From Nazism, Islamist propaganda takes the radical denunciation of liberal customs, considered an example of decadence against which the suicide bombers, like the SS in their time, use the superiority of their physical and moral courage. This denunciation is combined with the racist themes of anti-Judaism. But it also relies on Marxism-Leninism, which gives it an economic and social dimension.

Like Lenin, the terrorists legitimate the use of violence by saying that democratic values and the philosophy of human rights provides a way for the upper classes and the rich countries to impose their domination on the lower classes and poorer nations. Like Lenin, once more, they use the right of the infernal dialectic -- of provocation and repression -- against the state.

This dialectic has proven effective: the more democracy is forced to resort to illegal measures to fight the terrorist threat, the more it lessens its legitimacy. The more the reaction is disproportionate, the more it inverses the roles of the aggressor and the victim, and the more it gives the enemy the means to act.

The United States remained rational in attacking Afghanistan because it was an incontestable breeding ground for Islamist terrorism.

On the other hand, by invading Saddam Hussein’s weakened Iraq without having been able to show its links to al-Qaeda, President Bush fell into the trap that was set for him. He aggravated his case by making the Guantanamo Bay camp a zone excluded from the law. Not only did he thus provide recruits for his enemies, but he also succeeded in getting a Muslim extremist elected in Tehran.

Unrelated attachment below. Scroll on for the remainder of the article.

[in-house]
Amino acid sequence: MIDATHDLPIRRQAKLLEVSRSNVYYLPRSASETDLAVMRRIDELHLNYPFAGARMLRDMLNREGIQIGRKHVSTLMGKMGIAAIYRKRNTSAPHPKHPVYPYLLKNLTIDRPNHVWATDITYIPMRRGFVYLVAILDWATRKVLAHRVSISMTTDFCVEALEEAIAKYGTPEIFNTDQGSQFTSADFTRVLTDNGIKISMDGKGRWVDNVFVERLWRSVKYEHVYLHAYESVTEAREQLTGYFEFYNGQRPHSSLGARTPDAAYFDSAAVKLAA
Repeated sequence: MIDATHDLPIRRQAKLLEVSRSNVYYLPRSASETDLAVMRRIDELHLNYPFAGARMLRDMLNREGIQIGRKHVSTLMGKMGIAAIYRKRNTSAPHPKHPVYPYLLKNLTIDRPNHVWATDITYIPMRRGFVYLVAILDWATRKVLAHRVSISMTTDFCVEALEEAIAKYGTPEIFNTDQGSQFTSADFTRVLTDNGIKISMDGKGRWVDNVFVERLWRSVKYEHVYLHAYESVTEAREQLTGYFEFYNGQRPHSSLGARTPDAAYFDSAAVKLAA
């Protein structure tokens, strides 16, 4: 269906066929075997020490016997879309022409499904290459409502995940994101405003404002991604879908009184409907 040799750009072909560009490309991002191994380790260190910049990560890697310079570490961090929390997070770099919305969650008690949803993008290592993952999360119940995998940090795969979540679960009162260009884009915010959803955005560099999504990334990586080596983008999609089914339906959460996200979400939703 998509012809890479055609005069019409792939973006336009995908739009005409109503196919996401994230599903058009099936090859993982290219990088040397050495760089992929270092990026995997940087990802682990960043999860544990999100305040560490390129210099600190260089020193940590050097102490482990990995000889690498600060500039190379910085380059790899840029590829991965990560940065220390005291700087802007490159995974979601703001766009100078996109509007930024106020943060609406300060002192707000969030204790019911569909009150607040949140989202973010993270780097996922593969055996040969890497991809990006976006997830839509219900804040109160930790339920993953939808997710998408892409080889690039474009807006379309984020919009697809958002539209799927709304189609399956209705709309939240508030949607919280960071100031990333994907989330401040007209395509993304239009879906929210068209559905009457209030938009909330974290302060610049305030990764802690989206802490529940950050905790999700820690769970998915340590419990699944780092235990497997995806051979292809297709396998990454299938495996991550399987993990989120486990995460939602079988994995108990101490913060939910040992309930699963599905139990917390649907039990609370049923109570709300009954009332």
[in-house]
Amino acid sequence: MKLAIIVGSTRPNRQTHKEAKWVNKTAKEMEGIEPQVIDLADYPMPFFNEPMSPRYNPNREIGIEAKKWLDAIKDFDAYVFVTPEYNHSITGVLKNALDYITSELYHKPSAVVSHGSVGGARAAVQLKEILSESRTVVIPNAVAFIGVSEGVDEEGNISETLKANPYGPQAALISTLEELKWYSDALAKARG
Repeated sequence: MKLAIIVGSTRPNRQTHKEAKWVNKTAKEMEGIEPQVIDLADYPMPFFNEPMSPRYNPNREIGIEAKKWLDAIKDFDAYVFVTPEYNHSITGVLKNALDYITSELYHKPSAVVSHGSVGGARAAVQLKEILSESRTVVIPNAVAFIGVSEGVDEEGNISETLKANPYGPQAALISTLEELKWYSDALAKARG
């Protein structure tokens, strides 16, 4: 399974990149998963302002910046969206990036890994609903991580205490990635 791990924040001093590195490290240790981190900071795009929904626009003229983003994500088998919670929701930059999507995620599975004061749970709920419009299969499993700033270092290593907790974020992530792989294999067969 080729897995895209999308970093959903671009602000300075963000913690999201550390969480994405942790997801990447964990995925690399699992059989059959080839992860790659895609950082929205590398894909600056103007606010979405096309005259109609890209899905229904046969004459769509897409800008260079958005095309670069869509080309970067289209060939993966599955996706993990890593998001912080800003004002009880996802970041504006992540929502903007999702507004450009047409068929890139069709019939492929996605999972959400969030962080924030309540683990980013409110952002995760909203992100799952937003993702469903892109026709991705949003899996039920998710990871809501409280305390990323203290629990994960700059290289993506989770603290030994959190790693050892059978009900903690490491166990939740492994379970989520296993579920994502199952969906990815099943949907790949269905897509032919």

As for Maoism, it can be seen in the strategy of a fish in water. The more our democracies confuse tolerance with relativism, the more they open themselves up to multiculturalism and give in to sectarian ethnic and religious claims to identity, the more they allow terrorists to move with ease in the host society, and the more they facilitate the spreading of the propaganda that harms them.

When he learned of London’s victory in Britain’s bid for the 2012 Olympic Games, Tony Blair boasted of owing this success to the multicultural nature of British society. The next day’s attack brought him a bloody challenge to this claim. In London, like in Madrid, the assassins were organized and in place long before the attack, and the use of human bombs [suicide bombers] does not even seem to have been necessary.

Those in our country who refuse to see that the integrationists in the Union of Islamic Organizations in France will soon be just a handful of moderates within the French Council of the Muslim faith; and those who think it is possible to succeed at integrating fanatics with a revision of the 1905 law requiring a separation of religion and state should think again: Fundamentalism is not compatible with democracy. The vigilance of a rational secular state as an unwavering guarantor of neutrality in public spaces, remains more than ever a vital protector for our freedom.